Spun Yarn 72
Is it Really Spring?
I was just re-reading the last Spun Yarn and it made me chuckle: to think I had imagined that we were in the deep of the winter! Looking back, the 6 inches of solid ice that had been covering everything in February now look like a walk in the park.
If you haven't been following the weather news in Atlantic Canada, it has been incredible. No one can remember a winter like this in 40 years. We have been pounded mercilessly by snowstorm after blizzard after snowstorm. The sheer volume of snow is unbelievable. The entire city of Halifax has been at a weather-related standstill too many times to count this winter. And spring? As of Easter Sunday, it hadn't quite sprung (despite the lovely goldfinches at my feeder). We were even treated to another 10 centimetres on April 7!
I've been over to my Tancook Island home as frequently as possible, squeezed between ski trips, family and work commitments and,
of course, the ongoing weather challenges.
The snow is so deep on the island that I had to negotiate the access using a toboggan on one of my more recent trips! After having shovelled out the main door so I could get into the house, I set to work filling saucepans with snow, melting it on the stove, then heating it to boiling. I used a combination of the boiled snow, chipping and a blow torch to melt the 6 inches of solid ice gripping the basement doors. Eventually, I was able to open the doors wide enough to squeeze through to reach the water pump controls, thus allowing me to stay for a few days!
Back On the Road
I have been taking a welcome break from intensive travel for last few months, but from here on, it's going to be all go until December. If you take a look at my Workshops page, you'll see that Knitting Events will be taking me from Ohio to British Columbia, and from Winnipeg and Churchill, Manitoba (this year's Adventure Knitting trip) to Arkansas and Florida, with workshops in Indiana, Kentucky and Idaho, as well. John and I have also planned a personal trip to the UK to continue our perambulations around the canal system squeezed somewhere in the middle of all that.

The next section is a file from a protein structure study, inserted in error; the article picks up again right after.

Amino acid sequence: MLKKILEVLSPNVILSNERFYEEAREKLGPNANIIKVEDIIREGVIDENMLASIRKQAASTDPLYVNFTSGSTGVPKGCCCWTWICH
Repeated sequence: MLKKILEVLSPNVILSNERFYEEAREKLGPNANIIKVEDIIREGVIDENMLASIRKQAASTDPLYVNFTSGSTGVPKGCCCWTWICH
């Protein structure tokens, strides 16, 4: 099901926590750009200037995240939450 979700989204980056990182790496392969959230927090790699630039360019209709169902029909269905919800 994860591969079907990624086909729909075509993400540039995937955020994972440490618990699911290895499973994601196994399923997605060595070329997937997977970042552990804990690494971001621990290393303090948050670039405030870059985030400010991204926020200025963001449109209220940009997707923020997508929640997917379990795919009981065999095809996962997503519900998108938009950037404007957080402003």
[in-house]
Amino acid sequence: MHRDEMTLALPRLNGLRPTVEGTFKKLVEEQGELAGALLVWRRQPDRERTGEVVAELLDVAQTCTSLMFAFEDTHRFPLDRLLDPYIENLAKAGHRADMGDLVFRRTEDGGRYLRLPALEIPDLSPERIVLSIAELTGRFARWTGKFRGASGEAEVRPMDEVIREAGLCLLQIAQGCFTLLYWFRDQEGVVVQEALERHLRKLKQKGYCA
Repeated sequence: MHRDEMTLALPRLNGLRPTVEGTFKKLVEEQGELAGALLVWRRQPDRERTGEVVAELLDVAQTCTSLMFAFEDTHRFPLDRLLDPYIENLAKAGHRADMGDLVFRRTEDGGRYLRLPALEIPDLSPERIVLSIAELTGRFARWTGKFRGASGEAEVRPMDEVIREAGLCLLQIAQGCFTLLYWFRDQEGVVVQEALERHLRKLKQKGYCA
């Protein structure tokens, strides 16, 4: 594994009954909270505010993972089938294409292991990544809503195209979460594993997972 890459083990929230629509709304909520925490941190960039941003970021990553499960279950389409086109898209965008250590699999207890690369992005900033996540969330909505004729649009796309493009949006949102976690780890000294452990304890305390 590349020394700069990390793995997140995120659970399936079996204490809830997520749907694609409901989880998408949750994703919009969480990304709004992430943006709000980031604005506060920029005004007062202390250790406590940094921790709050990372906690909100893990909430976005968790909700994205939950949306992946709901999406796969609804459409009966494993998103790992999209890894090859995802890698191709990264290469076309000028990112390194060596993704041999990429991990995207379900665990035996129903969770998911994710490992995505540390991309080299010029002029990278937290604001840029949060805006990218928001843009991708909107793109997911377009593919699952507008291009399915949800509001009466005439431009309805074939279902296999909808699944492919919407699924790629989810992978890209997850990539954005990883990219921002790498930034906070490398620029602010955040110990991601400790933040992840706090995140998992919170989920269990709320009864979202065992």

We have a couple of exciting new offerings for you.
At very long last, my Andean Vest Recipe first released in paper format in 2000, has been converted to a digital format and is now available! My thanks to Sally Holt of Knit Companion for sponsoring this endeavour. The Knit Companion app handles large charts with consummate ease (even in a high wind).
We'd been trying out names for the brand new blanket pattern designed by my daughter Holly. She knit the original Cat Snack Blanket
for her cat Poseidon and, as you can see, he
loves it! He enjoys it so much I doubt that we will ever get great pictures. After all, you can hardly take a blanket away from a cat.
This is such a great design that I decided to write it up for her and add a little test swatch I call the Minnow Mat. It's an excellent introduction to non-negative/positive DK.
After much debate, we've decided to name the pattern the Fish Bone DK Blankets, a name which suits well!
Here's hoping that Spring is doing what it should, wherever you may be.
Wishing you many Warm and Happy Stitches,
Andean Vest Recipe by Lucy Neatby
In search of variety, challenge and inspiration in your knitting? This one's for you!
Techniques: This recipe contains a variety of techniques for the expert knitter
Fishbone DK Blankets by Holly and Lucy Neatby
The Cat Snack Blanket was designed by my daughter, Holly, for her beloved feline companion, Poseidon, who has developed a taste for snoozing on knitting.
This is mostly a positive/negative design, with a small area within the fish that creates dissimilar sides.
Techniques: Double Knitting, dissimilar sides in DK
Have you noticed our new sales at LucyNeatby.com? Every week, we are featuring one of my downloadable products for seven days! So far, we've had the Storm Mountain Hat, the Paradoxical Mittens and the Mermaid Socks patterns in the featured spot. Check the Newsbox every week to see what's on offer!
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